New Delhi: In the wake of the gang-rape in Delhi that brought thousands of women out on the streets of the capital in unprecedented protests, many women are making a beeline for self-defence classes and getting trained in street-fighting techniques to take on attackers.
"After the brutal gang-rape, many women, particularly working women, approached us for self-defence classes," Shiv Makkar, martial arts trainer at the 5 Element School of Arts in Rohini, told IANS.
He said the school had already started two batches since the Dec 16 gang-rape and death of a 23-year-old woman.
"Many want to get trained in mixed martial arts, particularly street fighting," he added.
Street fighting is a self-defence technique an individual is taught to tackle at least five to six people with and without weapons.
Makkar said the most-taught self-defence technique was Aikido that teaches women when, how and where to attack.
"Aikido is an effective self-defence technique that focusses on dislocation of joints and nerve points," he added.
Captain (retd) Jaipreet Joshi of Fitcomb, who conducts self-protection classes in Delhi and the National Capital Region (NCR), said he has been flooded with calls from working women and anxious parents ever since the Dec 16 gang-rape.
"There has been a sudden surge for self-defence and personal protective training. This happens whenever the city sees a major crime against a woman," Joshi said.
It is not just working women who are enrolling for such classes.
"We are getting queries from women of all age groups, right from 15 to 50 years," Joshi added.
A recent survey by industry group Assocham showed a 40 percent fall in productivity of women employees at call centres and IT companies because many were afraid to venture out at night and had thus reduced their hours or had quit.
Roshini Singh, who works in a multinational company in Gurgaon, said she faced tremendous pressure from her parents to leave her well-paying job.
"It was so hard to convince my parents. I drive my own car. But there are days when I get late. As I have to travel for an hour to reach home, my parents insisted that I quit,"said Singh who lives in Prashant Vihar in north Delhi.
"I didn't want to do it; so I thought it is better to take self-defence classes. Now I am learning kick-boxing. My parents are fine now," Singh added.
Like her parents, Tanuja Sharma, 50, was scared about her college-going daughter. As she was not able to convince the 20-year-old, she thought it was best for both of them to train together.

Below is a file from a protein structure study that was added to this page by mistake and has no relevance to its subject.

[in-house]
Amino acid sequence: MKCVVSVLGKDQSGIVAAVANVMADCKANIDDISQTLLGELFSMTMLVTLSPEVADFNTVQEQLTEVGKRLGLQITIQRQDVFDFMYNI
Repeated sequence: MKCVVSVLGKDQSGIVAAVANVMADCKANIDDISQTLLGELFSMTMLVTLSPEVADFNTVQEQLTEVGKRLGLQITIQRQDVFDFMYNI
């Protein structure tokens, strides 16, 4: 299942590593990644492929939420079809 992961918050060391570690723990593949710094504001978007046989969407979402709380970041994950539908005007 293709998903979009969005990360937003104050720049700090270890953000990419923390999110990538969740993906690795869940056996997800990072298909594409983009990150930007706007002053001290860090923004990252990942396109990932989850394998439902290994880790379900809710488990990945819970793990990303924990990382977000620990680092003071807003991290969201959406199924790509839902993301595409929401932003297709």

"Now she is showing some enthusiasm about these classes," said Sharma, who lives in Malviya Nagar and is a home-maker.
She said the Dec 16 incident was a "real shocker".
She said in the self-defence training, both of them have so far learned moves like how to get away from the grip of an attacker or how to disable an attacker with a punch on the nose or a kick in the groin.
The 23-year-old physiotherapist trainee was gang-raped by six people in a moving bus. She was robbed, stripped and then thrown off along with her friend in the cold December night. She died Dec 29 and was quietly cremated Dec 30.
The attack, which made news around the world, led to an outpouring of grief and outrage, with protesters demanding death for the rapists and stricter anti-rape laws.
According to martial art experts, mixed martial art training is also most sought after and is a combination of Judo, Aikido, Muay Thai and Karate, among others.
The experts said apart from these known techniques, women are also keen to take up kick-boxing which teaches one how and where to punch.
The trainers say their fee ranges from Rs.2,000 to Rs.2,500 per month and classes are flexible according to an individual's schedule.
To instill the feeling of security among young girls, the South Delhi Municipal Corporation (SDMC) also recently launched a self-defence programme. This is, however, only for South Delhi-based corporation schools. "Teachers can also enroll for the classes," SDMC mayor Savita Gupta told IANS.
"We have taken this initiative for the first time. In the self defence programme, teachers and students from 548 schools in our area will be trained to tackle real-life situations and protect themselves from anti-social elements.
"We will also extend it to the east and north corporations' schools later. We are planning to allot a special budget for it," Gupta added.
Joshi lamented that women start attending classes after such incidents but soon lose interest.
"They should continue their training. If they stop it mid-way there is no use," he said.